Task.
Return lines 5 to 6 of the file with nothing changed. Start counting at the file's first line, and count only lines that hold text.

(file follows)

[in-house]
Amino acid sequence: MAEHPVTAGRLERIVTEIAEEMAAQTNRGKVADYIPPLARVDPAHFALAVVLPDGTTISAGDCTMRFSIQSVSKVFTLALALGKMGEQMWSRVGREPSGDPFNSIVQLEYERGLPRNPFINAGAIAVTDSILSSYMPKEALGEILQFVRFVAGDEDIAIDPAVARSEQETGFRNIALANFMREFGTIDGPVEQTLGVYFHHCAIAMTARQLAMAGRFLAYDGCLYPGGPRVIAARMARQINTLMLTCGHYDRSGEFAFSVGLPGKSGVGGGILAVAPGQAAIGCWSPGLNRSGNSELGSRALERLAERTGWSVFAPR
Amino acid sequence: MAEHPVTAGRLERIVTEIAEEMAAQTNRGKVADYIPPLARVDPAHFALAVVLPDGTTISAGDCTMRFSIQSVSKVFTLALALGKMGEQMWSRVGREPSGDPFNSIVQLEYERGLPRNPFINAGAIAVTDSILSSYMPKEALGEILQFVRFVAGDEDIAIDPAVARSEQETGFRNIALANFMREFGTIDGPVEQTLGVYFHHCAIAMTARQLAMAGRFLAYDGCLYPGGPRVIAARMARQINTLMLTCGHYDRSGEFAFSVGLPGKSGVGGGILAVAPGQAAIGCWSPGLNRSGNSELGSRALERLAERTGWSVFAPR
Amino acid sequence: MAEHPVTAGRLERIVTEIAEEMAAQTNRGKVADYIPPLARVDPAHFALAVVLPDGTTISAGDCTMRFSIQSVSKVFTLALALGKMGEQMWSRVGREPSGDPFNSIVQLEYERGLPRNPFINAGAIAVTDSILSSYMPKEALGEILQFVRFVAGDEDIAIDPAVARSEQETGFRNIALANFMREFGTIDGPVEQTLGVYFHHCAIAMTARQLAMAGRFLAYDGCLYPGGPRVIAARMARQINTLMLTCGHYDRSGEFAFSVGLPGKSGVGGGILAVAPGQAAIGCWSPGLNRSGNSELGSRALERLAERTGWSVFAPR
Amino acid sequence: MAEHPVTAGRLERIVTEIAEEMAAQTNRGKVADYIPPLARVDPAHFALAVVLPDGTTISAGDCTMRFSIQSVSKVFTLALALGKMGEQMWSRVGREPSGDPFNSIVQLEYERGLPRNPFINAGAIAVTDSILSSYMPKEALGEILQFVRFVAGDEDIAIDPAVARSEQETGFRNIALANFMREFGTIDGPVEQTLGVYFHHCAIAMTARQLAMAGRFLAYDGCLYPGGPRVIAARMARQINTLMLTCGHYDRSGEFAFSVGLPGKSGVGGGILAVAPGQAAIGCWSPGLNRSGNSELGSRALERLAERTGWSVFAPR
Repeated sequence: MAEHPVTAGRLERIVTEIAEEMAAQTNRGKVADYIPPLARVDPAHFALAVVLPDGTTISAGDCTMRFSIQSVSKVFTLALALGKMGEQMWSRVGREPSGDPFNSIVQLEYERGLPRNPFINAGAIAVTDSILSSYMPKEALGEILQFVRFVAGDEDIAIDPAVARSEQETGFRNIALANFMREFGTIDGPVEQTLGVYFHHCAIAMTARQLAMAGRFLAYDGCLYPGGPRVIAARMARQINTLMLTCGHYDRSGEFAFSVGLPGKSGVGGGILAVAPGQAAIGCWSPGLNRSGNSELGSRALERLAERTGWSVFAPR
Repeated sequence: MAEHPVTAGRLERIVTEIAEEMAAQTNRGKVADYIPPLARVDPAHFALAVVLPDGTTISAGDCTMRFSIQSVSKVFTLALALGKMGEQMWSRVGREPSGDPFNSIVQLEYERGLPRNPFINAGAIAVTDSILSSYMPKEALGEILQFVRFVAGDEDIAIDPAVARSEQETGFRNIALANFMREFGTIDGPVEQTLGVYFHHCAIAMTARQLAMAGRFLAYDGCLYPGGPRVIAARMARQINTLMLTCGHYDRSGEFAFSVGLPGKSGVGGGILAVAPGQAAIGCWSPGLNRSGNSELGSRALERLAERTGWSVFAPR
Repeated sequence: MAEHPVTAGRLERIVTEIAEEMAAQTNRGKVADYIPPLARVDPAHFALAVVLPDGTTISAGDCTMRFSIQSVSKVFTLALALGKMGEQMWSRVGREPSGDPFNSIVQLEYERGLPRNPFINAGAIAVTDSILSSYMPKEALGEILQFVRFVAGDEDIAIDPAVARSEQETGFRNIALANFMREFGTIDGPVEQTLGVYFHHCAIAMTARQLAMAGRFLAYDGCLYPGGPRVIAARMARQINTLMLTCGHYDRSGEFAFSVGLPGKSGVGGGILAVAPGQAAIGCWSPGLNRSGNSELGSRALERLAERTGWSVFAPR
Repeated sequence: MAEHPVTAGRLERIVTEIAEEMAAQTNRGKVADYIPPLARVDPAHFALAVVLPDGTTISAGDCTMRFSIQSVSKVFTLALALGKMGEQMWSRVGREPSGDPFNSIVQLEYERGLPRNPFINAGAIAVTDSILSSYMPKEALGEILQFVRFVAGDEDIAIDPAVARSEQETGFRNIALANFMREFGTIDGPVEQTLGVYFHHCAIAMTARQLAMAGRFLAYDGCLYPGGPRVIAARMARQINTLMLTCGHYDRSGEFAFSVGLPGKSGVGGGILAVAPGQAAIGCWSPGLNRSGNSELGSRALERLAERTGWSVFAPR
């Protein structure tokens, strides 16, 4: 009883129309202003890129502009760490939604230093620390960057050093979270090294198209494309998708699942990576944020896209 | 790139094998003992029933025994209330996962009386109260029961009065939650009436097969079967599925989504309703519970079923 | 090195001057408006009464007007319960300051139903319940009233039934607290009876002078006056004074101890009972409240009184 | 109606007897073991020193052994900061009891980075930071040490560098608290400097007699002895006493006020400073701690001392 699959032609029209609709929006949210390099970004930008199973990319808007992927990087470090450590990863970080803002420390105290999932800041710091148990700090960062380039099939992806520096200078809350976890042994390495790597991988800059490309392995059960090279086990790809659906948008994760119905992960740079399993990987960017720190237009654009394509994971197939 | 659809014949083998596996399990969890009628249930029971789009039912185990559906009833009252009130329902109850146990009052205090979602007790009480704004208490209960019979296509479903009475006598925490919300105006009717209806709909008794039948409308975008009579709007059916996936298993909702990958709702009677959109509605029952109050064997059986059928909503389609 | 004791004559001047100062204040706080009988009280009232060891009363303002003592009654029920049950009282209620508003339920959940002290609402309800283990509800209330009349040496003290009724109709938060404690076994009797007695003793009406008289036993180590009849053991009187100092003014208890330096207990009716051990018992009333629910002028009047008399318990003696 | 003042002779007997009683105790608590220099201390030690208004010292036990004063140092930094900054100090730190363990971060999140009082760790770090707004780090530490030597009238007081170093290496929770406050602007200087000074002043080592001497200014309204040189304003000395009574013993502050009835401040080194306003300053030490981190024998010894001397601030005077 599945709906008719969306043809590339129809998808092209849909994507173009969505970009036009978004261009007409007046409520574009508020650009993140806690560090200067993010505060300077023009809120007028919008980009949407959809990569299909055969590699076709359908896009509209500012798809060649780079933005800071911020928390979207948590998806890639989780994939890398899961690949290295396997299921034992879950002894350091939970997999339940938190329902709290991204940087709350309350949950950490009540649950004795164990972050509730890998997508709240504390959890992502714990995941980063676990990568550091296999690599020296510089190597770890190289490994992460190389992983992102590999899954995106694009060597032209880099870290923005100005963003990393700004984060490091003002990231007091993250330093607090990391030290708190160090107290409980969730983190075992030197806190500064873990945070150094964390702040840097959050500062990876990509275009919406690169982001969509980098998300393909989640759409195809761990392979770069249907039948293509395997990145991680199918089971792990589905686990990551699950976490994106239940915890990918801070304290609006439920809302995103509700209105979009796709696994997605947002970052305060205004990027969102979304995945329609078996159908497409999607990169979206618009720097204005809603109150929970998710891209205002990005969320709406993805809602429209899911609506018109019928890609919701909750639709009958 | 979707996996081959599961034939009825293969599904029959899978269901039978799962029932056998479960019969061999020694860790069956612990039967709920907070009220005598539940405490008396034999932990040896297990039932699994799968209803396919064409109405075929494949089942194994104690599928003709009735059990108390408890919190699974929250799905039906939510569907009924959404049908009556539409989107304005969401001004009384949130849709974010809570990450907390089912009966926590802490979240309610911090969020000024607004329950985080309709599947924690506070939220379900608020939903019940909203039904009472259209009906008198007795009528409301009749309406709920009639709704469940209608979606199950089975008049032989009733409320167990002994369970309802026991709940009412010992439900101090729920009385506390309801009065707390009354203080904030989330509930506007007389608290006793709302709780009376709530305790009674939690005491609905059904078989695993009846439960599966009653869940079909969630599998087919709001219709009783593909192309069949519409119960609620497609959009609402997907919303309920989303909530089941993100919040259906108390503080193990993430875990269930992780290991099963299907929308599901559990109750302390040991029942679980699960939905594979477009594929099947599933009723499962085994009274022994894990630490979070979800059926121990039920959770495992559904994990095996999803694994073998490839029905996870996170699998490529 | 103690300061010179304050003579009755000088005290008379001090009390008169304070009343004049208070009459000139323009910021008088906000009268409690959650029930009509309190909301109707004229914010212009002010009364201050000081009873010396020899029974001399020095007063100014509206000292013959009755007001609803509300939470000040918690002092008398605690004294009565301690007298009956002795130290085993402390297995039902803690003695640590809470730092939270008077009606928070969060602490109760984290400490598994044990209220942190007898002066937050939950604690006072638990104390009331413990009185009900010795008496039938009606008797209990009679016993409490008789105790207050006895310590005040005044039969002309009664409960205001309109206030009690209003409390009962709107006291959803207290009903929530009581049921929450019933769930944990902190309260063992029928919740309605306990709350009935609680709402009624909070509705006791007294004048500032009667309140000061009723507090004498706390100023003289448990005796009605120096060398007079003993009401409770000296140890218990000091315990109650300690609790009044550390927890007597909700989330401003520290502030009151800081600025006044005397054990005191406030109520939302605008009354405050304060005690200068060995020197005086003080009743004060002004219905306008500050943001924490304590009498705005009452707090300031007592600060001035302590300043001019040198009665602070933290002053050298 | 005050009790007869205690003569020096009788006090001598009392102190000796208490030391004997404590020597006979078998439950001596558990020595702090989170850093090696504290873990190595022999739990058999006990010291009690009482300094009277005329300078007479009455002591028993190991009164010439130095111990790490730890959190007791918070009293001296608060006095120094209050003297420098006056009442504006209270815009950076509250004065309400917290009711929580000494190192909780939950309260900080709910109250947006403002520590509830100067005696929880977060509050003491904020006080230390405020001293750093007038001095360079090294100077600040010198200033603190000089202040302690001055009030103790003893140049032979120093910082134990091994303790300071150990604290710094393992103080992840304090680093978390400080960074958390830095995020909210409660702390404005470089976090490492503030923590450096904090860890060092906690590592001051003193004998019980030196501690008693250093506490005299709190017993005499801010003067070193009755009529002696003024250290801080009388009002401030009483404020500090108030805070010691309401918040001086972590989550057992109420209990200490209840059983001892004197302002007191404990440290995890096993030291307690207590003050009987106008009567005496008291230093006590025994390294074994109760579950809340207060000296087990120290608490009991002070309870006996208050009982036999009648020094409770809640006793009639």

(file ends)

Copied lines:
Amino acid sequence: MAEHPVTAGRLERIVTEIAEEMAAQTNRGKVADYIPPLARVDPAHFALAVVLPDGTTISAGDCTMRFSIQSVSKVFTLALALGKMGEQMWSRVGREPSGDPFNSIVQLEYERGLPRNPFINAGAIAVTDSILSSYMPKEALGEILQFVRFVAGDEDIAIDPAVARSEQETGFRNIALANFMREFGTIDGPVEQTLGVYFHHCAIAMTARQLAMAGRFLAYDGCLYPGGPRVIAARMARQINTLMLTCGHYDRSGEFAFSVGLPGKSGVGGGILAVAPGQAAIGCWSPGLNRSGNSELGSRALERLAERTGWSVFAPR
Repeated sequence: MAEHPVTAGRLERIVTEIAEEMAAQTNRGKVADYIPPLARVDPAHFALAVVLPDGTTISAGDCTMRFSIQSVSKVFTLALALGKMGEQMWSRVGREPSGDPFNSIVQLEYERGLPRNPFINAGAIAVTDSILSSYMPKEALGEILQFVRFVAGDEDIAIDPAVARSEQETGFRNIALANFMREFGTIDGPVEQTLGVYFHHCAIAMTARQLAMAGRFLAYDGCLYPGGPRVIAARMARQINTLMLTCGHYDRSGEFAFSVGLPGKSGVGGGILAVAPGQAAIGCWSPGLNRSGNSELGSRALERLAERTGWSVFAPR